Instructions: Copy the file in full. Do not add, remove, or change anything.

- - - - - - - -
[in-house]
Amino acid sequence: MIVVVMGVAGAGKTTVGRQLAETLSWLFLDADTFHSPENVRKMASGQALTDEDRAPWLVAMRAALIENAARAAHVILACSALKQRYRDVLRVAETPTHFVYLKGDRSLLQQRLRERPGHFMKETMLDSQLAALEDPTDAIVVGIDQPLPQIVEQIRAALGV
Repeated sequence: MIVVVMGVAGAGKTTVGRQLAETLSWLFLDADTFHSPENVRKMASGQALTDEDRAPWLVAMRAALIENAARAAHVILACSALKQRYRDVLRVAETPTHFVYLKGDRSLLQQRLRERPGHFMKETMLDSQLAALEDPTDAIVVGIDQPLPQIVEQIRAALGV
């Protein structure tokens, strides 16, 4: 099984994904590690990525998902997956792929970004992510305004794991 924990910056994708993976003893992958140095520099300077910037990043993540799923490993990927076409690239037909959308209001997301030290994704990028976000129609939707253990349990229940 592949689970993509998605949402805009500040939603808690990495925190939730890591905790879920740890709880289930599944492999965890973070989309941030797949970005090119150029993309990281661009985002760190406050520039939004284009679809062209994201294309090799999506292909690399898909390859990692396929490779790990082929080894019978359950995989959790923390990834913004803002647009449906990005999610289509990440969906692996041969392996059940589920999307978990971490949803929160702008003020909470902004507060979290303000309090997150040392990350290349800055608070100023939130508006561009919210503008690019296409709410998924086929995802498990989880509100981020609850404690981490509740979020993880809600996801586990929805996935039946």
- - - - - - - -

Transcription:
[in-house]
Amino acid sequence: MIVVVMGVAGAGKTTVGRQLAETLSWLFLDADTFHSPENVRKMASGQALTDEDRAPWLVAMRAALIENAARAAHVILACSALKQRYRDVLRVAETPTHFVYLKGDRSLLQQRLRERPGHFMKETMLDSQLAALEDPTDAIVVGIDQPLPQIVEQIRAALGV
Repeated sequence: MIVVVMGVAGAGKTTVGRQLAETLSWLFLDADTFHSPENVRKMASGQALTDEDRAPWLVAMRAALIENAARAAHVILACSALKQRYRDVLRVAETPTHFVYLKGDRSLLQQRLRERPGHFMKETMLDSQLAALEDPTDAIVVGIDQPLPQIVEQIRAALGV
């Protein structure tokens, strides 16, 4: 099984994904590690990525998902997956792929970004992510305004794991 924990910056994708993976003893992958140095520099300077910037990043993540799923490993990927076409690239037909959308209001997301030290994704990028976000129609939707253990349990229940 592949689970993509998605949402805009500040939603808690990495925190939730890591905790879920740890709880289930599944492999965890973070989309941030797949970005090119150029993309990281661009985002760190406050520039939004284009679809062209994201294309090799999506292909690399898909390859990692396929490779790990082929080894019978359950995989959790923390990834913004803002647009449906990005999610289509990440969906692996041969392996059940589920999307978990971490949803929160702008003020909470902004507060979290303000309090997150040392990350290349800055608070100023939130508006561009919210503008690019296409709410998924086929995802498990989880509100981020609850404690981490509740979020993880809600996801586990929805996935039946």